But then came society and started to ruin it for me. Egypt is a country where a considerable percentage of its women have curly hair. But you do not see it because almost all of them straighten it. Curly hair is perceived as wild, untamed, unprofessional, playful, and not feminine enough. If you had a big event or an engagement party to attend, you had to straighten your hair. If you are the one getting married, you had to find a way to permanently straighten it because, “all men like straight hair.” Straight hair is less trouble and less maintenance, so this is what you should stick with. You have to pay heaps of money to have it chemically straightened. If you cannot do that, you have to head to the salon every week and have it straightened. Of course, it is not that absolute. But that’s the majority.
People will not make direct comments about your hair. They will say things like, “You must take forever to style your hair,” “You look more beautiful with straight hair, why don’t you straighten it more often?” and things of that sort. I had just come out of a long and tiring hair journey and two of the most important women in my life, my mother and maternal grandmother, criticized me for leaving my hair curly. They both thought (and still and will forever think) that I look way more attractive with straight hair. I did not like that. I was comfortable with my naturally curly hair. I did not want to showcase something that was not inherent in me. I did not like the idea of adhering to a standardized and skewed version of beauty. I did not like the idea of narrowing down beauty to a single physical attribute. I did not like the idea of straightening my hair just because other people liked it more. I still do straighten my hair, but only when I want to and feel like it. I did not like the idea of killing the wonderful diversity Allah bestowed on us by possessing the same head of hair. I did not like either of this one bit.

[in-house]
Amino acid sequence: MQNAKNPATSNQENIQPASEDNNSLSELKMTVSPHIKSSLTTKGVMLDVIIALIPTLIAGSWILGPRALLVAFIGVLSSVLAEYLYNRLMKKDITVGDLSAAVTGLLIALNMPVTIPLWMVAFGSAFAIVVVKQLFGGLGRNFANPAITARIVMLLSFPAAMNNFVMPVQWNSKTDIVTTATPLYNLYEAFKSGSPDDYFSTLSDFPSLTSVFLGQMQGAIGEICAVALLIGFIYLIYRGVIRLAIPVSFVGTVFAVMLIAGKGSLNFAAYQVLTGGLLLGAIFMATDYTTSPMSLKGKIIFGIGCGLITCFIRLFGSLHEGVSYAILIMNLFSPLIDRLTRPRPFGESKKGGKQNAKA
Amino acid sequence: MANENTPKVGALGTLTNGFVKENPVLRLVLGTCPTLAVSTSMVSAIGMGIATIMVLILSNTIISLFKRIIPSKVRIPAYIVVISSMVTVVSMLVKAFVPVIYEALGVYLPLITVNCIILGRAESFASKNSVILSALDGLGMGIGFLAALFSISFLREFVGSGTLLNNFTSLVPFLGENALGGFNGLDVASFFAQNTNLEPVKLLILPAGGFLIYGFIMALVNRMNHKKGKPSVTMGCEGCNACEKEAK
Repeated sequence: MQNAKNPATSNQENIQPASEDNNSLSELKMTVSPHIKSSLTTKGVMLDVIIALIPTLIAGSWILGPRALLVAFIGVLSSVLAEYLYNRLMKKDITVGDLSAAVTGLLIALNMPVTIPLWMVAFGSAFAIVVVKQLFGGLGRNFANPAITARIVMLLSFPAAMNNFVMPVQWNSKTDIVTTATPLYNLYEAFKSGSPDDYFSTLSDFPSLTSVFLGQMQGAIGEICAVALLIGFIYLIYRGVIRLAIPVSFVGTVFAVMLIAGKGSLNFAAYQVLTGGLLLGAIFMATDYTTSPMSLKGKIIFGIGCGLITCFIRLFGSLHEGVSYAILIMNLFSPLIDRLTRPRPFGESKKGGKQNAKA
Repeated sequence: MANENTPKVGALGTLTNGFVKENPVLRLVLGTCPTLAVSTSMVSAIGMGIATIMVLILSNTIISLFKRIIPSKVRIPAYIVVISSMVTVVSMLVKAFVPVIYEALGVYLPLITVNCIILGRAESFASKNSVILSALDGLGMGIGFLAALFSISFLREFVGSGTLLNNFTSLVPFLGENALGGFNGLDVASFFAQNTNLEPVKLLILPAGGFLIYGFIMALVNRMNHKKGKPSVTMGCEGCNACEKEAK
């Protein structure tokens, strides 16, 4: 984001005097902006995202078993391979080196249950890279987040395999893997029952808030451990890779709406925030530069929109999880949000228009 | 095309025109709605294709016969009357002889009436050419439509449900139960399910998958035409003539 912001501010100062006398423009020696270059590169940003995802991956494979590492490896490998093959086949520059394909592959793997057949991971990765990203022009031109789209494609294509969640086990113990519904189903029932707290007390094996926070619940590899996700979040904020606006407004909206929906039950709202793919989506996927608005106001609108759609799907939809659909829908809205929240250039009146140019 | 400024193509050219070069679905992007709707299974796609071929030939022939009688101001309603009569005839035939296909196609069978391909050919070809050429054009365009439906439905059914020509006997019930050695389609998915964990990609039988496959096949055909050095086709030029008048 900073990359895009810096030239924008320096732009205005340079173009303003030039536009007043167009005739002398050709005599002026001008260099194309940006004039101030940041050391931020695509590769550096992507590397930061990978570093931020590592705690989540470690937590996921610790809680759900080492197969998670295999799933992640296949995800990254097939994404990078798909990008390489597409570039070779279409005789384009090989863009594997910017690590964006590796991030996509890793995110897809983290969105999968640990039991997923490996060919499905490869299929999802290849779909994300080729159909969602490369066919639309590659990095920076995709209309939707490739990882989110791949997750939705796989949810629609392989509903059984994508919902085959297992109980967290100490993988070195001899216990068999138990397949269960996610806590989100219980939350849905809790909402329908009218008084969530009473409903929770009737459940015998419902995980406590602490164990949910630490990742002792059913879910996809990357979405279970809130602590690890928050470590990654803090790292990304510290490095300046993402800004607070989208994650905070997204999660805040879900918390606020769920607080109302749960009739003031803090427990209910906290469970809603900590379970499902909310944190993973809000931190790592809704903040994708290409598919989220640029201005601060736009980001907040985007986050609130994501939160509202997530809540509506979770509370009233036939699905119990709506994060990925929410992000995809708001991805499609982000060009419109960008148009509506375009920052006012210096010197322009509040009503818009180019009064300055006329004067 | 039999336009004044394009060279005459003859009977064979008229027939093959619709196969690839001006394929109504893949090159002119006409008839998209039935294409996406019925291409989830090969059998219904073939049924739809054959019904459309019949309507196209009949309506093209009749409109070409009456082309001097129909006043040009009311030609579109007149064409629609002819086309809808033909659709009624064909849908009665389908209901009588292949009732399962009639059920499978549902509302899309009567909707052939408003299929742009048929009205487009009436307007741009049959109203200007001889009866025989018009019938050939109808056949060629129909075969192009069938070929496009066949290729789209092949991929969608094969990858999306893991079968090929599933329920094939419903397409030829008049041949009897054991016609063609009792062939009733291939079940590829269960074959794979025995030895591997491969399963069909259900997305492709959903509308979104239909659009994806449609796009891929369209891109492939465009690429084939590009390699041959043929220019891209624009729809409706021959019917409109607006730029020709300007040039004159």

I got mixed opinions from my friends. Some applauded me for my decision. Some preferred it straight. But no one was adamant about as my mother and grandmother were. I remember going through long and heated arguments, mainly with my mother, as she tried to convince me to straighten it more. As a result of these arguments, I sometimes would return home and look at myself at the mirror and cry. Was I maybe oblivious to the fact that I looked terrible in curly hair and that I needed to straighten it more just like my mom says? Did I really not look as beautiful as I perceived myself?